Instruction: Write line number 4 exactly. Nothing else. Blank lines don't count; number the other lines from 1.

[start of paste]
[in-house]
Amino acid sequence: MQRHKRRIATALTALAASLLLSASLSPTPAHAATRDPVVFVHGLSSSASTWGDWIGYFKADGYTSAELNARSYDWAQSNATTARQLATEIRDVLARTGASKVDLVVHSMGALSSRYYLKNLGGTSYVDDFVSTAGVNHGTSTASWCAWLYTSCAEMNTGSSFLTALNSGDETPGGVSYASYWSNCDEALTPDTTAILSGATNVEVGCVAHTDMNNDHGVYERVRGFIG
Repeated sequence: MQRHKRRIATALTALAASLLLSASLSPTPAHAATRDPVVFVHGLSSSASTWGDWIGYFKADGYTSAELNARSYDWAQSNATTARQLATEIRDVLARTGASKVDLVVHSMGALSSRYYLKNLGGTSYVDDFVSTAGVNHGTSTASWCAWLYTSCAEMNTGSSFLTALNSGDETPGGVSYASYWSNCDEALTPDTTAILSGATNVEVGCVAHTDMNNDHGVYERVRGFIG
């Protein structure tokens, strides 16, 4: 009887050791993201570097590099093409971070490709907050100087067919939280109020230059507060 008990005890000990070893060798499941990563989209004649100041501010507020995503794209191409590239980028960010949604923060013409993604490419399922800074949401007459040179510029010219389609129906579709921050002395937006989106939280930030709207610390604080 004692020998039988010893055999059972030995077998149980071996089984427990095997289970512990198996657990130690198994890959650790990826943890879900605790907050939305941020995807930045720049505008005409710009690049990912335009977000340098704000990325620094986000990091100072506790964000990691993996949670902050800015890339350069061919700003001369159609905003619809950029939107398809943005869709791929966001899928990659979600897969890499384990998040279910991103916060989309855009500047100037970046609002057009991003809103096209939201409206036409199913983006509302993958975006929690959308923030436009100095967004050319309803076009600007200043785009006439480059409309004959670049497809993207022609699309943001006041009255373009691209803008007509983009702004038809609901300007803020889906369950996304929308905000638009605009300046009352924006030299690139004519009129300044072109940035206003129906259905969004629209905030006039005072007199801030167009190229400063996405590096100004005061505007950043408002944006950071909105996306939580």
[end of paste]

């Protein structure tokens, strides 16, 4: 009887050791993201570097590099093409971070490709907050100087067919939280109020230059507060 008990005890000990070893060798499941990563989209004649100041501010507020995503794209191409590239980028960010949604923060013409993604490419399922800074949401007459040179510029010219389609129906579709921050002395937006989106939280930030709207610390604080 004692020998039988010893055999059972030995077998149980071996089984427990095997289970512990198996657990130690198994890959650790990826943890879900605790907050939305941020995807930045720049505008005409710009690049990912335009977000340098704000990325620094986000990091100072506790964000990691993996949670902050800015890339350069061919700003001369159609905003619809950029939107398809943005869709791929966001899928990659979600897969890499384990998040279910991103916060989309855009500047100037970046609002057009991003809103096209939201409206036409199913983006509302993958975006929690959308923030436009100095967004050319309803076009600007200043785009006439480059409309004959670049497809993207022609699309943001006041009255373009691209803008007509983009702004038809609901300007803020889906369950996304929308905000638009605009300046009352924006030299690139004519009129300044072109940035206003129906259905969004629209905030006039005072007199801030167009190229400063996405590096100004005061505007950043408002944006950071909105996306939580």